Cytomegalovirus (CMV) is a virus that belongs to herpes virus family that remain dormant in the human body. CMV infection can occur in people of all ages worldwide. CMV is a communicable disease that spreads through body fluids such as saliva, blood, urine, semen, and breast milk. Presence of CMV infection can be detected by various testing methods based on which the global cytomegalovirus infection treatment and diagnosis market can be analyzed:
CMV diagnosis is very critical in pregnant women and immunocompromised individuals. Enzyme-linked immunoassay test is the most widely used serologic testing for CMV infection in laboratories. Besides, PCR technique is also widely implemented for samples of saliva, and urine. Awareness about the infection is essential as most of the cases go undiagnosed at early stages as the disease is asymptomatic.
Cytomegalovirus infection market: Treatment approach
People diagnosed with high risk of CMV infection may be given anti-viral medications to prevent the disease to get in to active stage. There is no cure available for treating the CMV infection. Ganciclovir, Val ganciclovir, Cidofovir, Valacyclovir and Foscarnet are few major anti-viral medications prescribed. In some cases, CMV immune globulin contains antibodies (proteins) may be prescribed to prevent CMV infection. There are certain products in pipeline which includes Cytovir CMV, Letermovir, CytoTect CP 70, Brincidofovir and ASP0113, commercialization of which is expected to fuel the global CMV infection treatment and diagnosis market growth in the near future.
Vital statistics for the global cytomegalovirus infection treatment and diagnosis market
Besides, diagnosis of new CMV cases would be a propelling factor for global cytomegalovirus infection treatment and diagnosis market. The Public Health Agency of Canada estimates that 40%-100% of the global population have CMV antibody present in their body. Immunocompromised patients (HIV, organ transplant), premature infants, newborns and with congenital CMV are at high risk of developing serious illness with CMV infection.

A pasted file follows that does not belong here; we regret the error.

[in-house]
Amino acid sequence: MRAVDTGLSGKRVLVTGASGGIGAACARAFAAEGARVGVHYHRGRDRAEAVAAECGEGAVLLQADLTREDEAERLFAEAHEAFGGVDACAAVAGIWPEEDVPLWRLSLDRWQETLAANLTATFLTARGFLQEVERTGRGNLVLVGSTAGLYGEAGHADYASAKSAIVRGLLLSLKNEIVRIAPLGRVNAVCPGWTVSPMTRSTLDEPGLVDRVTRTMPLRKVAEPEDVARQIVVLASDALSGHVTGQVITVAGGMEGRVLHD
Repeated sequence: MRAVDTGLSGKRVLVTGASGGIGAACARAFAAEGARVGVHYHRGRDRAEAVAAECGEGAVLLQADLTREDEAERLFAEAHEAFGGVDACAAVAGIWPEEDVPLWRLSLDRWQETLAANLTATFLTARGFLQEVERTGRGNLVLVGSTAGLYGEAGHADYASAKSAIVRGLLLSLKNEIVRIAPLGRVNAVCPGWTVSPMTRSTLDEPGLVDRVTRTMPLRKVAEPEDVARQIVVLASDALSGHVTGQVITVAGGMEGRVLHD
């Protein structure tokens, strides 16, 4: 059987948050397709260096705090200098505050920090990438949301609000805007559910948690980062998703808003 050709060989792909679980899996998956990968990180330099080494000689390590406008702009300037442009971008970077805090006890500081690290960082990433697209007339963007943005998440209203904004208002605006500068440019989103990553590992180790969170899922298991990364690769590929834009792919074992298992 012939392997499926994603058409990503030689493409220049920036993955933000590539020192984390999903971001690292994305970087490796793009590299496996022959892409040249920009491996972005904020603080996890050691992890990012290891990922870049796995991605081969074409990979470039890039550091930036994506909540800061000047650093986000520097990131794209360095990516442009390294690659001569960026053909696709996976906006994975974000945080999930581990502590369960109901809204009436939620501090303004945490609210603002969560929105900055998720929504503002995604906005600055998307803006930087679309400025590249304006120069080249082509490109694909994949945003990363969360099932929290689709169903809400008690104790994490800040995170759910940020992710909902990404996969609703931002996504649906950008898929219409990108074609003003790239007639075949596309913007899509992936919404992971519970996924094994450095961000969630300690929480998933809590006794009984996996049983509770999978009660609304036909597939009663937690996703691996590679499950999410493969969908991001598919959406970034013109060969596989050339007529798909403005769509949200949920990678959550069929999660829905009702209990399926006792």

According to the Centers for Disease Control and Prevention (CDC), one in every 150 infants are born with congenital cytomegalovirus (CMV) infection in the U.S. However, only one in five infants infected with CMV have long term health problems. Prevailing infection rates and demand for effective treatment therapies would be thrusting the cytomegalovirus infection treatment and diagnosis market growth.
CMV infection treatment and diagnosis market: Regional overview
Early diagnosis practices would drive the global cytomegalovirus infection treatment and diagnosis market in developed regions such as North America and Europe, where accessibility to advanced diagnostic and treatment facilities is high compared to the emerging economies. For market players in the diagnosis and treatment of CMV infection, ensuring accessibility and healthcare investment in emerging nations would be critical to generate better return on investments.
Some of the major players in the global cytomegalovirus infection treatment and diagnosis market are Merck & Co. Inc., Cell Medical Ltd., Chimerix, Inc., Affymetrix, Inc., Abbott Laboratories, Inc., Becton, Dickinson and Company, Johnson & Johnson, Bio-Rad Laboratories, Inc., and F. Hoffmann-La Roche Ltd.
Major institutes are focused on launching various programs focused on R&D activities related to cytomegalovirus (CMV) infection. For instance, in August 2019, The UW Program for Advanced Cell Therapy (PACT) launched first-in-US cell-therapy trial for kidney transplant patients that will deploy virus-specific white blood cells for the treatment of severe cytomegalovirus (CMV) infection after kidney transplantation.
Moreover, in January 2019, a team of researchers from Lions Eye Institute (LEI), a medical research institute affiliated with the University of Western Australia, discovered a new method to prevent reactivation of CMV in mouse models by injecting them with their own antibodies. The research is expected to offer a new strategy to control CMV reactivation in humans.
In November 2018, a study by University Children’s Hospital Tuebingen, Germany — published in the journal Clinical Infectious Diseases of Infectious Diseases Society of America— found that short-term pasteurization of breast milk prevents postnatal CMV transmission in very preterm infants.